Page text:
How is the drug PCP made


PhencyclidineDrug groupsNMDA antagonists Phencyclidine (PCP, "Angel Dust") is an active ingredient from the group of NMDA antagonists which, like the structurally and pharmacologically related ketamine, was developed as an anesthetic. It has psychotropic and hallucinogenic properties and is no longer used medicinally. Phencyclidine has been misused as a hallucinogen since the 1960s. It is of scientific interest as a model for schizophrenia. Due to the possible undesirable effects, improper use is not recommended.

synonymous: Phencyclidinum, PCP, Angel Dust, Stardust

Products

Phencyclidine is not commercially available in Switzerland. Legally, it is one of the strictly controlled narcotics and is subject to the relevant legislation. However, it is not a prohibited substance. Phencyclidine is also manufactured and traded illegally.

Structure and properties

Phencyclidine (C.17H25N, Mr = 243.4 g / mol) is a phenylcyclohexylpiperidine. It was originally developed as an anesthetic (e.g. Sernylan®) and is structurally related to ketamine.

Effects

Phencyclidine has psychotropic and hallucinogenic properties. As with ketamine or dextromethorphan, the effects are based on the antagonism of an N-Methyl-D-aspartate (NMDA) receptors. PCP is more potent than ketamine and binds non-competitively to the receptor. Other drug targets have been described.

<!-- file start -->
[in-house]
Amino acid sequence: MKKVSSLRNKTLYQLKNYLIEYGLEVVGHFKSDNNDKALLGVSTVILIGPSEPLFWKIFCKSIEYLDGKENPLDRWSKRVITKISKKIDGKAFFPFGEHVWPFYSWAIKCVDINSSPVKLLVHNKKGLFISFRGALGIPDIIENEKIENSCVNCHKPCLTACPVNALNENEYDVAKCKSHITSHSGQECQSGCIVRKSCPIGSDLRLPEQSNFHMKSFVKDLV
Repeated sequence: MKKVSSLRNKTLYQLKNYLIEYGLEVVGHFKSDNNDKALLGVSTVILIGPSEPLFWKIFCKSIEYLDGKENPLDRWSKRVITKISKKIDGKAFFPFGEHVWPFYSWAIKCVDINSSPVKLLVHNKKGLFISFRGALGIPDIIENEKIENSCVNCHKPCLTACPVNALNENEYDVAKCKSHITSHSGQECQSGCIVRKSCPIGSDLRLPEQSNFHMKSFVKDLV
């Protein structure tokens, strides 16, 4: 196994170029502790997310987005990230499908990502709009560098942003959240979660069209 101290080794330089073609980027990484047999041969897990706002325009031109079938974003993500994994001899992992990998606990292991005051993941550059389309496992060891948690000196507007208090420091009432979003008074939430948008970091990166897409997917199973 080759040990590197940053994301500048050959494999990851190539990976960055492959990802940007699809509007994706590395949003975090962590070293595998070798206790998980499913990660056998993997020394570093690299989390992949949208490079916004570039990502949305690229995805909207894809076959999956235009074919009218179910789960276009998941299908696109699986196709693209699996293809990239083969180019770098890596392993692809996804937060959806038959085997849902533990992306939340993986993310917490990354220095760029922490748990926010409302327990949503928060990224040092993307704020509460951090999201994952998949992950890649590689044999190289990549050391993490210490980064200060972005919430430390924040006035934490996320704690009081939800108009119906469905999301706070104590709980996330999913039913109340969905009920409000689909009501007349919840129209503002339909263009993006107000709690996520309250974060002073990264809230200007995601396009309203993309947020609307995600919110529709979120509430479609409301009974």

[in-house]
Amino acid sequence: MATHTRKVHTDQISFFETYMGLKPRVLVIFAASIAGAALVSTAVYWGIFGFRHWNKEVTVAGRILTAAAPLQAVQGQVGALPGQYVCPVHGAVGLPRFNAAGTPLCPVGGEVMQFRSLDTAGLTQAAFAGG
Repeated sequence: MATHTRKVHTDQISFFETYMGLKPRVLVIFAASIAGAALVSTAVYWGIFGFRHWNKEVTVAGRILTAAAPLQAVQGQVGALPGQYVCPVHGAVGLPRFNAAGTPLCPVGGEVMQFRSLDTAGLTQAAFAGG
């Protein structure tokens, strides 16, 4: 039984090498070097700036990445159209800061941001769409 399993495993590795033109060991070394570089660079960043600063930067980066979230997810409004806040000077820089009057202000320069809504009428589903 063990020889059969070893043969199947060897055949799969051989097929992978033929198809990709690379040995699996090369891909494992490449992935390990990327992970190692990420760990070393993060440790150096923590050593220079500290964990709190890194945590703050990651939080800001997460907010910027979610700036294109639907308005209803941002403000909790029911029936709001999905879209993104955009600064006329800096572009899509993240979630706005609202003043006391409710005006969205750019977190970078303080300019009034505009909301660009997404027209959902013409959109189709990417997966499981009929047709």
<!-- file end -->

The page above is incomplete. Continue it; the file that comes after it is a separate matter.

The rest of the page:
application areas

Phencyclidine is used as an intoxicant and hallucinogen. There are no established medical indications. Phencyclidine is used as a model for mental illnesses, especially schizophrenia. It can trigger positive and negative symptoms and leads to cognitive deficits.

dosage

Phencyclidine is administered orally, inhalatively or parenterally.

unwanted effects

Among other things, phencyclidine can trigger symptoms of schizophrenia and is neurotoxic. Due to the numerous possible undesirable effects, improper use is not recommended.

see also

Ketamine, dextromethorphan, NMDA antagonists

literature
  • Baldridge E.B., Bessen H.A. Phencyclidines. Emerg Med Clin North Am, 1990, 8 (3), 541-50 Pubmed
  • Jentsch J.D., Roth R.H. The neuropsychopharmacology of phencyclidine: from NMDA receptor hypofunction to the dopamine hypothesis of schizophrenia. Neuropsychopharmacology, 1999, 20 (3), 201-25 Pubmed
  • Milhorn H.T. Jr. Diagnosis and management of phencyclidine intoxication. Am Fam Physician, 1991, 43 (4), 1293-302 Pubmed
  • Morris B.J., Cochran S.M., Pratt J.A. PCP: from pharmacology to modeling schizophrenia. Curr Opin Pharmacol, 2005, 5 (1), 101-6 Pubmed
  • Murray J.B. Phencyclidine (PCP), a dangerous drug, but useful in schizophrenia research. J Psychol, 2002, 136 (3), 319-27 Pubmed
  • Stone Prize R.E. The behavioral and neurochemical effects of phencyclidine in humans and animals: some implications for modeling psychosis. Behav Brain Res, 1996, 74 (1-2), 45-55 Pubmed
author

Conflicts of Interest: None / Independent. The author has no relationships with the manufacturers and is not involved in the sale of the products mentioned.

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This article was last changed on 8.1.2013.
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